- An arrhythmia (ah-RITH-me-ah) is a problem with the rate or rhythm of the heartbeat.
- During an arrhythmia, the heart can beat too fast, too slow, or with an irregular rhythm.
Here are the TWITTER Questions/Answers to my Super Bowl questions in case my Panther FANs experienced these physical symptoms! Excellent history with a complete review of symptoms and an excellent physical exam makes the finest Health Care Provider!
Twitter Question #1
What Are the Signs and Symptoms of an Arrhythmia?
Many arrhythmias cause no signs or symptoms. When signs or symptoms are present, the most common ones are:
- Palpitations (feelings that your heart is skipping a beat, fluttering, or beating too hard or fast)
- A slow heartbeat
- An irregular heartbeat
- Feeling pauses between heartbeats
- Weakness, dizziness, and light-headedness
- Fainting or nearly fainting
- Shortness of breath
- Chest pain
Twitter Question #2
Who Is at Risk for an Arrhythmia?
Arrhythmias are very common in older adults. Atrial fibrillation (a common type of arrhythmia that can cause problems) affects millions of people, and the number is rising.
Most serious arrhythmias affect people older than 60. This is because older adults are more likely to have heart disease and other health problems that can lead to arrhythmias.
Older adults also tend to be more sensitive to the side effects of medicines, some of which can cause arrhythmias. Some medicines used to treat arrhythmias can even cause arrhythmias as a side effect.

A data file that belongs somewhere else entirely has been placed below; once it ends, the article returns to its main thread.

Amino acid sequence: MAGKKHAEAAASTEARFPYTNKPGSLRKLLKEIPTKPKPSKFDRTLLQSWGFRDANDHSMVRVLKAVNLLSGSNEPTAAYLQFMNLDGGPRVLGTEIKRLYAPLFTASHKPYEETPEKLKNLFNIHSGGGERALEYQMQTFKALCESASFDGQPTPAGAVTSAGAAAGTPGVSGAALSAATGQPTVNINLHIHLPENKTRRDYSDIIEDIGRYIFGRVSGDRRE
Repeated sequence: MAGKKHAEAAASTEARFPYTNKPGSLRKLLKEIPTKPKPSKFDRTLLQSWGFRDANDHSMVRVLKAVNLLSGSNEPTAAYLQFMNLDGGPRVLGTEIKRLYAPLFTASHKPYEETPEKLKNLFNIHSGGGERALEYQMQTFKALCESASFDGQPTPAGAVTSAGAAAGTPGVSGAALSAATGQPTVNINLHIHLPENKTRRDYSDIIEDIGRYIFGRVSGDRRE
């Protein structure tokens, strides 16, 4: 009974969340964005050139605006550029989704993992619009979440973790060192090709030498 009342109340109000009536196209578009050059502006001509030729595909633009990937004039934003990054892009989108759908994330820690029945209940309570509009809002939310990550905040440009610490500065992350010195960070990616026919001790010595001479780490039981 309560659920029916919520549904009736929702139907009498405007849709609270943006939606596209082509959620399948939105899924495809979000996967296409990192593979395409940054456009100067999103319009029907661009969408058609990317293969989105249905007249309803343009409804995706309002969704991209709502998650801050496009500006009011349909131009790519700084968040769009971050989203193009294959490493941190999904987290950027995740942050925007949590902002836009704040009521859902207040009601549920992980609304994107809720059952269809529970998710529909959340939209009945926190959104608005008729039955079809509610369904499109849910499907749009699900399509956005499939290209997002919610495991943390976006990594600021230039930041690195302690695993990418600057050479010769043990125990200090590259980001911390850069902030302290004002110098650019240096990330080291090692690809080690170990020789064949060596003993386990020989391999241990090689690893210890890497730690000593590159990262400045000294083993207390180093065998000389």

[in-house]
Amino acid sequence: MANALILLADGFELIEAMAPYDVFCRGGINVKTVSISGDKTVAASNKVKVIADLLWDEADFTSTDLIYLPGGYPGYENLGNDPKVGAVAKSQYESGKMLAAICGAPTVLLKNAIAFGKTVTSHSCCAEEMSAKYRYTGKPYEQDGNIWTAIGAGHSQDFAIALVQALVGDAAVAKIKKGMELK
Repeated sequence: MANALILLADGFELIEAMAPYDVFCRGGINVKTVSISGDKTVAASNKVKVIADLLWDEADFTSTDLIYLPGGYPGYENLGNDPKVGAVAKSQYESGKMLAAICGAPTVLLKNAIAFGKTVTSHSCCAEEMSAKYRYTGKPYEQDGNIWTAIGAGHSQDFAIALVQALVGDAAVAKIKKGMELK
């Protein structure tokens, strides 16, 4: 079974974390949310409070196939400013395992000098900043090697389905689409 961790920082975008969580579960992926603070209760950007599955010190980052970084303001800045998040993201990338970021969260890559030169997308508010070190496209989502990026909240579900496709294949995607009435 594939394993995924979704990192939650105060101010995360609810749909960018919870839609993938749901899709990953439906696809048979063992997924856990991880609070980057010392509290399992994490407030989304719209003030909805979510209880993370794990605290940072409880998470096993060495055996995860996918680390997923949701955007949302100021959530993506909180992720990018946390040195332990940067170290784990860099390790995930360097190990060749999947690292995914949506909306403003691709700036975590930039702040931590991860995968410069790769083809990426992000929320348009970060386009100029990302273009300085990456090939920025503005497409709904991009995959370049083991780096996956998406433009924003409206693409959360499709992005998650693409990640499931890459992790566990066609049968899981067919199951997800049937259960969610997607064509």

Some types of arrhythmia happen more often in children and young adults. Paroxysmal supraventricular tachycardia (PSVT), including Wolff-Parkinson-White syndrome, is more common in young people. PSVT is a fast heart rate that begins and ends suddenly.
Major Risk FactorsArrhythmias are more common in people who have diseases or conditions that weaken the heart, such as:
- Heart attack
- Heart failure or cardiomyopathy, which weakens the heart and changes the way electrical signals move through the heart
- Heart tissue that's too thick or stiff or that hasn't formed normally
- Leaking or narrowed heart valves, which make the heart work too hard and can lead to heart failure
- Congenital heart defects (defects present at birth) that affect the heart's structure or function
- High blood pressure
- Infections that damage the heart muscle or the sac around the heart
- Diabetes, which increases the risk of high blood pressure and coronary heart disease
- Sleep apnea, which can stress the heart because the heart doesn't get enough oxygen
- An overactive or underactive thyroid gland (too much or too little thyroid hormone in the body)
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